Wicked Doctors Leaving Nigeria in Droves

There was a time when Nigerians were so proud of their country that they would hurry back home to build their careers, preferring the simplicity of their homeland to the ill-gotten wealth of yonder. But what do we have today? A young Nigerian is admitted to an ultra-subsidised university, merely suffers a little sprinkling of strike actions, gets awarded a MBBS degree, begins the stipulated medical internship and immediately starts plotting to leave the land that trained him. How much more wicked can we be?

Alright! Hold it. This article is not about bashing doctors, nurses, pharmacists, physiotherapists, nor any other health worker. Rather, it is about a land of wicked victims calling their fellow sufferers wicked.

Nigeria is a very interesting nation adept at scoring own goals. Here is a land where a certain Minister of Health publicly cited his well-sewn clothes being masterly crafted by a trained former-doctor as justification that not all doctors need to work as doctors. Not to be undone, another Minister, also a qualified doctor, argued that Nigeria has too many doctors, so it does not matter if many doctors choose to leave. As expected, many disciples of the government in power exulted triumphantly at the portrayal of doctors as being irrelevant.

Now let us try juxtaposing this with a Nigeria where there are many complaints of doctors being overworked because there are not enough of them available; so, sick persons are having to wait longer to see a doctor. This is a Nigeria where the head of a federal hospital is lamenting that health workers are resigning in droves as many seek greener pastures away from the green flag. Surprisingly, many of the same persons who earlier argued that doctors are irrelevant are shaming doctors for leaving the country. A common argument is that doctors were trained for peanuts and are leaving without paying back the cost of their training. But is this so?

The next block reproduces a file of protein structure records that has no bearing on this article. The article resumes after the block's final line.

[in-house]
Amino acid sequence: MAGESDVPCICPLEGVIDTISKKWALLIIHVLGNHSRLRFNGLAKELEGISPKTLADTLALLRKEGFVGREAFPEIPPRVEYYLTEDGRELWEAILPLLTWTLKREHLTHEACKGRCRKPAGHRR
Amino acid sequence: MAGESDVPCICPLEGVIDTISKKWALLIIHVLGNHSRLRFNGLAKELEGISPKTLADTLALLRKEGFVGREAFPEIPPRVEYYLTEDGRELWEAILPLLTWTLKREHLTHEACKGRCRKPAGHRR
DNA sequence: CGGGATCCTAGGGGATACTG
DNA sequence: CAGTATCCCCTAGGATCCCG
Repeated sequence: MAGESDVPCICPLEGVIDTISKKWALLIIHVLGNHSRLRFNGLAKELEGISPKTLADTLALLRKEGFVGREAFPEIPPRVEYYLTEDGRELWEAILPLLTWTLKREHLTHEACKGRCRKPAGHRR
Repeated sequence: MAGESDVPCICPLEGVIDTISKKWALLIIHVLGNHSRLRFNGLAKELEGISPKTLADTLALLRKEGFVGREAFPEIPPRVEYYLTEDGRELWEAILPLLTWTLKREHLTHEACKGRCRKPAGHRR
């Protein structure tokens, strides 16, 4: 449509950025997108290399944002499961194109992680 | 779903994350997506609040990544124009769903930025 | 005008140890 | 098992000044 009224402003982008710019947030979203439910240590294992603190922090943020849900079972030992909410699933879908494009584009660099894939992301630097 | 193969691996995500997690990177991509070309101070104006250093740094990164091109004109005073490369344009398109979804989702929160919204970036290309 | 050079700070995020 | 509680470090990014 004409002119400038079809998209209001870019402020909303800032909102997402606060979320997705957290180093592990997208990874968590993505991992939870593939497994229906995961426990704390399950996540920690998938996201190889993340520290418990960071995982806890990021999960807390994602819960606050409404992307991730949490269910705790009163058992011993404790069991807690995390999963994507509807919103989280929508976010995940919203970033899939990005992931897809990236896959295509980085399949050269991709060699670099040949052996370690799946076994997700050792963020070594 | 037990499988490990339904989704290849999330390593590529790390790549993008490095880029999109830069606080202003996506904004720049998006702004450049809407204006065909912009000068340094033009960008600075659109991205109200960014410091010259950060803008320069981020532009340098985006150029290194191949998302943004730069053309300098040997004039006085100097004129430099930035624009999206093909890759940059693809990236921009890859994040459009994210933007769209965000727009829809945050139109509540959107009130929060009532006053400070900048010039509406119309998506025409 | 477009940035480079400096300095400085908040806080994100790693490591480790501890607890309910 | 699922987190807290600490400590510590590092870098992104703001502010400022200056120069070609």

The current japa trend is seeing Nigerians from literally every possible career path jumping ship to restart their careers in other countries. Yet, the villains always appear to be doctors. Could this be an implicit acknowledgement of the value of doctors to our society? Because I cannot understand why we hardly accuse the lawyers, accountants, software developers, linguists, and others of being unpatriotic. Are doctors the only ones who attended subsidised universities?

As an undergraduate student at the famous Obafemi Awolowo University, my total school fees (excluding accommodation and ancillary expenses) over five academic sessions amounted to less than ₦100,000 (barely $700 at that time). My fees were this “high” because I was studying engineering. Students in the arts and humanities paid much less than this, while medical students paid either the same as engineering students or slightly more. Unlike some of us who could afford to go through our programme without buying many textbooks and depended on free e-books, most medical students had to buy expensive textbooks in full colour because woe betide the doctor who photocopies a textbook showing veins and arteries. Clearly, it costs more to become a doctor in Nigeria compared to studying literature or engineering, even if we accept that there is an immense amount of educational subsidy in public universities.

We return to the issue of wickedness. How is it being wicked and unpatriotic for a doctor to leave Nigeria but when a banker leaves, it is not wickedness? We recently witnessed a meltdown in the banking sector where some banks had prolonged IT issues because entire teams of IT professionals packed their bags and left Nigeria. We somehow did not shame the relocating staff but blamed the banks for not providing adequate value for their employees to stay. Why should doctors be treated any differently?

When we resort to blind accusations of wickedness, we lose the chance to look within and address the issues driving many Nigerians to leave. Nigeria clearly cannot compete with the biggest economies on staff remuneration, but it has the “home advantage”, which means it could focus on certain non-monetary enablers to give citizens a reason to stay back. For example, if people could wake every day, go to work, and return safely to electrified homes, and not have to fear about the security of their loved ones, I believe there are many who would rather stay in Naija near their family and friends than head out to an unloving land to risk battling loneliness. However, until we get it right, we can take solace in the FX sent home and the potential for our expats to return with highly enhanced skills. That should be enough penance for their wicked decision to japa.


One thought on “Wicked Doctors Leaving Nigeria in Droves

  1. “However, until we get it right, we can take solace in the FX sent home and the potential for our expats to return with highly enhanced skills. That should be enough penance for their wicked decision to japa.”

    This sums up the situation. I hope we get it right sooner than later.

    Liked by 1 person

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